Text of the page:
I have so many adjectives for this story. It's hypnotic, sometimes pretentious, occasionally vulgar, honest, insightful, surprising, poetic, and memorable. I don't think this is for everyone, but I found it an addictive and quick read. I have limited food service experience, despite holding a Hospitality and Tourism Management degree. I worked at Cracker Barrel for a hideous summer, and a dining hall at Virginia Tech. Upon graduating, I decided the late night lifestyle wasn't for me. Regardless, I will always be interested in those who work the grueling service industry hours.
I'm quite in love with this cover and premise. Combine that with the praise of one of my favorite YouTubers (who works in the restaurant industry), and I had to get on the library hold list. If you're interested, you can check out Erika's awesome video review here. Highly recommend!
"They were dining, shopping, consuming, unwinding, expanding while we were working, diminishing, being absorbed into their scenery. That is why we- The Industry People- got so greedy when the Nine-To-Fivers went to bed." Danler's depiction of the staff after closing was unsurprising and raw, filled with drug/alcohol abuse and sexual entanglements. From my short summer as a waitress, I heard many rumors of forbidden hookups among management/staff, even if half was untrue...still a pretty high number probably occurred!
The writing felt disjointed at times, like a bizarre stream of consciousness. I'm sure this style was intentional in showing the fast-paced nature of an upscale New York City Restaurant, but occasionally I felt held at a distance.
The fine dining aspect was fascinating. As someone who doesn't live in a big city or spend several hundred dollars on a meal, I found the dining presentation, wine knowledge requirements, back of house environment (always frenzied and brutal, even in the most basic kitchen) and staff hierarchy to be the strongest parts of the story. The actual interaction with customers is given minimal focus, with just a few examples of specific people. That worked well in focusing the story on the life of the workers.
"Service is a structure that controls chaos. But the guests, the servers, have desires as well. Unfortunately we want to disrupt that order. We produce chaos, through our randomness, through our unpredictability....We are humans, aren't we? You are, I am. But we are also the restaurant. So we are in constant correction. We are always straining to retain control."
I have the utmost respect for people that can handle this lifestyle and thrive. It is all-consuming, and the personal sacrifices of time (and often health) are required. You must love the art of service and creating masterpieces with food to make it a long-term career. This book was unique from all other food memoirs or fiction I've read. I recommend giving it a try.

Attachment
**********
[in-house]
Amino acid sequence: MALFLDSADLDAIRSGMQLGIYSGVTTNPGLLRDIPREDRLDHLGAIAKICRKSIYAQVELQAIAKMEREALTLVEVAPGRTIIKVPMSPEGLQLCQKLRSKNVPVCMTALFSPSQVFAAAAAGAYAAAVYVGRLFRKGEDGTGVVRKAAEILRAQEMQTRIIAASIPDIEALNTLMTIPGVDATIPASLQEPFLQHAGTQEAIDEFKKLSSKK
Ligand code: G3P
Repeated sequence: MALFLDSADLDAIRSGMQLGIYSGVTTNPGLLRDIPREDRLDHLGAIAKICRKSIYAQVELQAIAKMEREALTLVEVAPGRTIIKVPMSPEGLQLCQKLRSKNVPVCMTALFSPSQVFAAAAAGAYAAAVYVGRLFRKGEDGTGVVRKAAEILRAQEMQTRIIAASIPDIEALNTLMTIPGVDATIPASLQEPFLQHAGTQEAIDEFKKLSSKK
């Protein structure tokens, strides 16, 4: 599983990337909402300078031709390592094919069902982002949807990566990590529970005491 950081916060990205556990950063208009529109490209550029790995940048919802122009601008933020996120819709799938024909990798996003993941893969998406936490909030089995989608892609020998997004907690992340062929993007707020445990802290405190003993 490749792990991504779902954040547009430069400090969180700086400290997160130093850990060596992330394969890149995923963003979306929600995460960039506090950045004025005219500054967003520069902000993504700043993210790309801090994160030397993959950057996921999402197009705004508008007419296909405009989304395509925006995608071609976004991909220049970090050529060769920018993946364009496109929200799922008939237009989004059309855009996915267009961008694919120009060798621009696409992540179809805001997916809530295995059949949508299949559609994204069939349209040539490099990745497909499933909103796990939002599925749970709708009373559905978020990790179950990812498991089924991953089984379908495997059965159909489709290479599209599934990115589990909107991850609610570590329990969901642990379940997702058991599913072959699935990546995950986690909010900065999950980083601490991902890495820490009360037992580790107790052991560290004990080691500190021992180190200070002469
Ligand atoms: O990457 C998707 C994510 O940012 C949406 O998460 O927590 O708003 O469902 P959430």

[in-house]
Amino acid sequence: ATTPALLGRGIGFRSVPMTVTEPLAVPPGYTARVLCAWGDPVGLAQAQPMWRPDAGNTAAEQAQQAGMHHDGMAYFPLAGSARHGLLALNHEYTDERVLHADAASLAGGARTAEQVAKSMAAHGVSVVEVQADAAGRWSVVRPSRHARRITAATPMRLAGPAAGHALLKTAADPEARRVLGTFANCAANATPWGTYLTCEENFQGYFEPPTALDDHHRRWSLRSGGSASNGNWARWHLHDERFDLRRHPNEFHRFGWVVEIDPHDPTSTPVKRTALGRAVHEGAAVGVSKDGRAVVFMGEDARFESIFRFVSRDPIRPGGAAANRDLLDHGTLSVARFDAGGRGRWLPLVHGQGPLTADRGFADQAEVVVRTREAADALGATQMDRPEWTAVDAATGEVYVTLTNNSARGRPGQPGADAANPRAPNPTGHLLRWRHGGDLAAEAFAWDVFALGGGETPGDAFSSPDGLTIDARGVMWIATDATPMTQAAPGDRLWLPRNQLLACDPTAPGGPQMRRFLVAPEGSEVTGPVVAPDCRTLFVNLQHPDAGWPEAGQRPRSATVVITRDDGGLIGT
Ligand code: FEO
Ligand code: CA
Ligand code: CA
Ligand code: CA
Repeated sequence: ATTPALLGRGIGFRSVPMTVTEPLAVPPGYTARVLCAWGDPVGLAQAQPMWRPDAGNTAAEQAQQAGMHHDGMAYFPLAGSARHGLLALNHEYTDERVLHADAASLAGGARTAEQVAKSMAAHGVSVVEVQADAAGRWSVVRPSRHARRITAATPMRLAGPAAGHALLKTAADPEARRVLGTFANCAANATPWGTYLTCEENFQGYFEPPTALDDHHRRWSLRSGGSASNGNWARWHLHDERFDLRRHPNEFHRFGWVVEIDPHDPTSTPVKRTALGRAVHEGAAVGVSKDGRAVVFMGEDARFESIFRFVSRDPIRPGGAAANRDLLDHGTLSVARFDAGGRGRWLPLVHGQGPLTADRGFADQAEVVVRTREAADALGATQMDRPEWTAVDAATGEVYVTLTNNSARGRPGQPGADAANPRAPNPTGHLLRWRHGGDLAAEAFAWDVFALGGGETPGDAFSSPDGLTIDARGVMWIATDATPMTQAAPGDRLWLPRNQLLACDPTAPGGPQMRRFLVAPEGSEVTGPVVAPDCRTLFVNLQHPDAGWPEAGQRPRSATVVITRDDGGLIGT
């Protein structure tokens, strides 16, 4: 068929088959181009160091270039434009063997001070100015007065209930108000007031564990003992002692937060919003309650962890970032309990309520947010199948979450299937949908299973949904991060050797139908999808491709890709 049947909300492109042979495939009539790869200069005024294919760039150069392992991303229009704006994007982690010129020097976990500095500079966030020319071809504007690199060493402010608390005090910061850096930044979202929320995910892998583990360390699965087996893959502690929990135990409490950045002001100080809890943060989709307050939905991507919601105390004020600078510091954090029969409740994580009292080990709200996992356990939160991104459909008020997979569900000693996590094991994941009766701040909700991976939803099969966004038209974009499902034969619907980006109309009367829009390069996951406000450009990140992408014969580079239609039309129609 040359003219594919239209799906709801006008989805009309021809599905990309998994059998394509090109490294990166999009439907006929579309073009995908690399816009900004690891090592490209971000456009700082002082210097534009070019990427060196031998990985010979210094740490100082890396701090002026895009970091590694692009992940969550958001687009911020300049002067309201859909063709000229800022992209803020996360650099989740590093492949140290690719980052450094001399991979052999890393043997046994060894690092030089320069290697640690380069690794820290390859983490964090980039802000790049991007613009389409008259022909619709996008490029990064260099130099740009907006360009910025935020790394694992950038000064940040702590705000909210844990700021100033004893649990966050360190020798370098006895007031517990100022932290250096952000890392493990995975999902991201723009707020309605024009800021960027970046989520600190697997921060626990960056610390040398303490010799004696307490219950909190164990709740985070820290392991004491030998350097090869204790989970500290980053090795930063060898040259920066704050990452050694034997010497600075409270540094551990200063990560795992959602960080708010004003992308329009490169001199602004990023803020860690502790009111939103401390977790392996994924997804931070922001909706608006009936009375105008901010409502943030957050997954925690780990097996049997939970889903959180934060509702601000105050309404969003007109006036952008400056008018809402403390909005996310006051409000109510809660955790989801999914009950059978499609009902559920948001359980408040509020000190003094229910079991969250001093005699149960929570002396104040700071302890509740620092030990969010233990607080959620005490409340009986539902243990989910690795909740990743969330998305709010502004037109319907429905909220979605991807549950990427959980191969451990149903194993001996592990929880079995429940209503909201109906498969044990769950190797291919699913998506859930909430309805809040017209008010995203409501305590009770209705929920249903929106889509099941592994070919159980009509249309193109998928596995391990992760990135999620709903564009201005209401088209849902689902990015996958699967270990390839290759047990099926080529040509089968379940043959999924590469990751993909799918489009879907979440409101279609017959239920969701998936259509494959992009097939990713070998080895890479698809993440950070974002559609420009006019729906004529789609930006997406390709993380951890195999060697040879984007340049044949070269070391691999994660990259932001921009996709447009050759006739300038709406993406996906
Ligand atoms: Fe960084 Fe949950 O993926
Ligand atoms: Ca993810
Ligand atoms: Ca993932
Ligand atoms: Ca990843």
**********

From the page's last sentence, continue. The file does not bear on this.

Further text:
Friday, June 17, 2016
The major snapshot I took away from this novel was the complexity of human nature. From bizarre wartime behavior to unordinary love, Amend highlighted people who tried to accept circumstances and snatch happiness when it was made available- especially when life deviated from plan.
The story wasn't what I expected from the blurbs and internet chatter. At it's heart, this is a character study. The island setting, while a lush and exotic backdrop, is definitely secondary to the internal personal struggles. I enjoyed the sections talking about the inherent pleasure of working with nature."There is a strange serenity that comes with only having to worry about your basic needs. It makes me think that primitive man might have been better off than we are today." The sense of foreboding on the island due to impending war permeated the narrative too.
I loved the nursing home humor! The story opens on Rosalie and Frances musing on their current surroundings. "The few men in residence are even more decrepit than we old hens. They are cocks of the walk. The younger women mill about, fawning over those toothless skeletons as though they were meat worth catching." Amend was great at creating scenes with wit and humor. I liked that the story was told from present to past, as well as the incorporation of historical facts (such as President Roosevelt's real visit to the Galapagos).
Ironically, the strengths of the novel were also some of the reasons I didn't jive with it. I wanted a little more for some characters. However, if Amend had written this in that fashion, it probably would have set the wrong tone for the characters- especially with their personality quirks. There is an underlying sadness in the story, and it felt realistic.
I also wanted more Galapagos history and description. The writing is fantastic, and the fictionalization of real explorers was an interesting concept indeed. I think this boils down to how much you enjoy hearing about this couple's unconventional life, and fraught female friendships. It's certainly beautiful and different, and I think lots of people will find it a good, solid read.